In Sarangani, dolphin, whale sightings mean bay is healthy | Inquirer News

In Sarangani, dolphin, whale sightings mean bay is healthy

/ 05:17 AM August 27, 2019

In Sarangani, dolphin, whale sightings mean bay is healthy

BAY PROTECTION The Sarangani government and the environment department in Soccsksargen region are joining hands to protect Sarangani Bay, where pods of dolphins and whales have been seen regularly. CONTRIBUTED PHOTO

GLAN, Sarangani, Philippines — Large groups of marine mammals have been seen in Sarangani Bay, an indication that the area declared protected by the government last year is healthy and safe for the sea creatures, according to an environment official.

While this is good news to the Department of Environment and Natural Resources (DENR), local officials have raised concern over the volume of garbage seen in the bay.


Sabdullah Abubacar, DENR director for Soccsksargen (South Cotabato, Cotabato, Sultan Kudarat, Sarangani and General Santos), said the sighting of more than 100 marine mammals from Aug. 13 to 16 only showed a thriving marine life in the area and a healthy environment where food for them was still abundant.



Among those spotted by a government monitoring team were two dwarf or pygmy sperm whales in the waters of Malapatan town, between 40 and 60 spinner dolphins off Glan and Malapatan, between 150 and 200 Fraser’s dolphins off General Santos City and Glan, four pygmy killer whales off Malapatan, and six Risso’s dolphins off Glan.

The team was composed of personnel from the Sarangani Bay Protected Seascape (SBPS), the Bureau of Fisheries and Aquatic Resources, Sarangani Province Environmental Conservation and Protection Center, and the General Santos City environment and natural resources office.

They saw the whales while conducting a third-quarter monitoring along the coast of Sarangani and in the towns of Maasim, Alabel, Malapatan and Glan.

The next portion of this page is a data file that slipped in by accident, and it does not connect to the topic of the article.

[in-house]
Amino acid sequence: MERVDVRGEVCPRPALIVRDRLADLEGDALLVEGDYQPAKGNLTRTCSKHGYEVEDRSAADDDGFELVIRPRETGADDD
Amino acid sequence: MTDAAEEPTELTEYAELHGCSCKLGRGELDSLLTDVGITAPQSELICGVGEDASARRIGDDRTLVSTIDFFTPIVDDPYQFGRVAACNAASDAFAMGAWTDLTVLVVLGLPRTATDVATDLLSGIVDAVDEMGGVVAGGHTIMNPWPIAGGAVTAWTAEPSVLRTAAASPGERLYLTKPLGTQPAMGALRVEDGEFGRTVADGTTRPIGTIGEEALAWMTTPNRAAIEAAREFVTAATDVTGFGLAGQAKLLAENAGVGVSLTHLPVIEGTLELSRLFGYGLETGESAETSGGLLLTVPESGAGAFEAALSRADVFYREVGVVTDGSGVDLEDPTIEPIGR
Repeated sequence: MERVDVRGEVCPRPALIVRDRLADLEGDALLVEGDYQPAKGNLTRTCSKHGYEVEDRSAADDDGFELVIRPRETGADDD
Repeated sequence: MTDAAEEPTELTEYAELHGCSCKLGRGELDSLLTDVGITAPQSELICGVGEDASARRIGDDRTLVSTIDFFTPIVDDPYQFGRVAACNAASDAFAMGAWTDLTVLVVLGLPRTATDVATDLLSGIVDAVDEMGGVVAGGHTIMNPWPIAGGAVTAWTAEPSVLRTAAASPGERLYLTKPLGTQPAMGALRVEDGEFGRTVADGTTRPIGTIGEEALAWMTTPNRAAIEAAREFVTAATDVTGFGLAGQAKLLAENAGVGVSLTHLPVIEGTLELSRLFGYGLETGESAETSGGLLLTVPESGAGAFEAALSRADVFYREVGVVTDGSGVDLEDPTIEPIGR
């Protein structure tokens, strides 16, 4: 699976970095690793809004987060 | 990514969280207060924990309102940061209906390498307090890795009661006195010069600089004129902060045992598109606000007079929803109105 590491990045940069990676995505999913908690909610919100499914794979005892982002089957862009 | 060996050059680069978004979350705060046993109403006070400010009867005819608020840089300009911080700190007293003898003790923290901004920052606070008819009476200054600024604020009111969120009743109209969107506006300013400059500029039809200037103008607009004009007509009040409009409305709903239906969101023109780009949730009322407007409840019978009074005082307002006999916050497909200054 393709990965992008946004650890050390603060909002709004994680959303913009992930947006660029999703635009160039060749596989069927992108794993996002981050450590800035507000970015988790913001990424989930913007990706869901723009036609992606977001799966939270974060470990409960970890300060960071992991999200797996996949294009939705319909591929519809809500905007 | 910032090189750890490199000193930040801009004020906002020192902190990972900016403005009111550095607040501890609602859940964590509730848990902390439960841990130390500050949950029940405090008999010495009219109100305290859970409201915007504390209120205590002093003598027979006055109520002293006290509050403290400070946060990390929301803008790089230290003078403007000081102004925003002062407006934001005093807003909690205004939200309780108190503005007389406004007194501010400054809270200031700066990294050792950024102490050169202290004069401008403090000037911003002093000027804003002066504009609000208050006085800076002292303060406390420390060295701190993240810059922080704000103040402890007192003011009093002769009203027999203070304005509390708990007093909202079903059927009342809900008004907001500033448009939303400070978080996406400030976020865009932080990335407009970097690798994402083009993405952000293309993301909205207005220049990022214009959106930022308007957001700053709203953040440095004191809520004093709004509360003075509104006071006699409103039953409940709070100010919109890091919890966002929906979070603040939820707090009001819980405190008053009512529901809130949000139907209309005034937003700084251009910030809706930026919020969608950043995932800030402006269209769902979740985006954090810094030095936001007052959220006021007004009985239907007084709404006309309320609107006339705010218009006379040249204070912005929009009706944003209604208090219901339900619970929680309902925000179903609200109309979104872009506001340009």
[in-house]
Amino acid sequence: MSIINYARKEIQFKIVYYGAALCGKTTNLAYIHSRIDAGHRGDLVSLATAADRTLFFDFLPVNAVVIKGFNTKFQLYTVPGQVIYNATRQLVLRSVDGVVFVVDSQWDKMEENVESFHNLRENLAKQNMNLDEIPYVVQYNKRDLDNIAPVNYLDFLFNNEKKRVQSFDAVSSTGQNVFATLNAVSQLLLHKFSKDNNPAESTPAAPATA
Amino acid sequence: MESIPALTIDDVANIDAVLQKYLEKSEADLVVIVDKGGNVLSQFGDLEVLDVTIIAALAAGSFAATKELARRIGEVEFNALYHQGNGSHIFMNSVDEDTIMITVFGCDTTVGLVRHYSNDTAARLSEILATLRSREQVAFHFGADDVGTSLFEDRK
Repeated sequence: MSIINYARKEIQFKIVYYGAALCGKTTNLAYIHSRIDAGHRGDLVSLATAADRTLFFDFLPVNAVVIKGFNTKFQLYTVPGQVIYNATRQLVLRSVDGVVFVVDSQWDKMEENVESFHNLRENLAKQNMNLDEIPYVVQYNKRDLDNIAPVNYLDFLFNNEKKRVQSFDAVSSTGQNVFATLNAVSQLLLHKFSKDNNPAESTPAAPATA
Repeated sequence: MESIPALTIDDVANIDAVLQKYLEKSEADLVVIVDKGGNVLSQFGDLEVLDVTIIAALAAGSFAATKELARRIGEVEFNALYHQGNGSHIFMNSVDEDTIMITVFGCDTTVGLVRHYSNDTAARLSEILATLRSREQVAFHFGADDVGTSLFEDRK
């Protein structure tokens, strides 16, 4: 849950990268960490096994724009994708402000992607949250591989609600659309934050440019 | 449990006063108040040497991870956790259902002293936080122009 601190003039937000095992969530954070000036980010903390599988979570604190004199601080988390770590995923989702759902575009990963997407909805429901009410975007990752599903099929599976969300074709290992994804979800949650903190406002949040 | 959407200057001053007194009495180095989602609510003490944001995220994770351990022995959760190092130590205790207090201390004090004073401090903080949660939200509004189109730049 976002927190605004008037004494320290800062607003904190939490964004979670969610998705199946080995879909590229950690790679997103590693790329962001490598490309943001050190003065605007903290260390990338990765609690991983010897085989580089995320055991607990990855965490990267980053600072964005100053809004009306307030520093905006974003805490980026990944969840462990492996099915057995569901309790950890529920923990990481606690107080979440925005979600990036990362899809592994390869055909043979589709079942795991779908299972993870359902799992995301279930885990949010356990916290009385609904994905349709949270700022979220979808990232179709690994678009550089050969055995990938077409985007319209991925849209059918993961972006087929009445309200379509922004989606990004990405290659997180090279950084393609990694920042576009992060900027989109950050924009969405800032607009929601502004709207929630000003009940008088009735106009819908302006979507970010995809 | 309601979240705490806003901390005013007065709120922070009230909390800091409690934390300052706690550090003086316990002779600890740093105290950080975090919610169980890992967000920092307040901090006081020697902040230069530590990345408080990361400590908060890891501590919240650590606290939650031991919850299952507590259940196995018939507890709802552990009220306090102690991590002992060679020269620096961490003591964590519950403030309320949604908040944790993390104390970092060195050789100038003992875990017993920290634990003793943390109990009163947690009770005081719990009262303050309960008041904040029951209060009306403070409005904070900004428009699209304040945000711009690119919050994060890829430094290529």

Garbage problem

But while the team was glad at the sightings, they were worried about the patches of floating garbage that could harm cetaceans and other marine creatures. The garbage included plastic bottles and wrappers and other nonbiodegradable materials.


Several fishing vessels were also present.

Abubacar, who also chairs the Protected Area Management Board (PAMB)-SBPS, ordered the team to strictly implement a garbage disposal system in the area and continue their monitoring.In Sarangani, dolphin, whale sightings mean bay is healthy

Though it was not the first time that a large number of sea mammals had been seen in Sarangani Bay, it was the first time for the environment team to document them, he said.

Abubacar said the DENR and the Environmental Management Bureau had intensified their monitoring of activities of all establishments along the bay to protect marine life in the area.


Gov. Steve Solon, vice chair of the PAMB-SBPS, said the government must strictly enforce the law because these marine creatures could vanish if activities around the bay would not be regulated.

“The implementation of the rules must be strict so that everyone will follow,” Solon said. “We can have economic development without setting aside the protection of our seascape and marine life.”

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Sarangani Bay was declared a protected area under Republic Act No. 11038, or the Expanded National Integrated Protected Area System Act of 2018. —EDWIN O. FERNANDEZ

TAGS: DENR, Sarangani Bay

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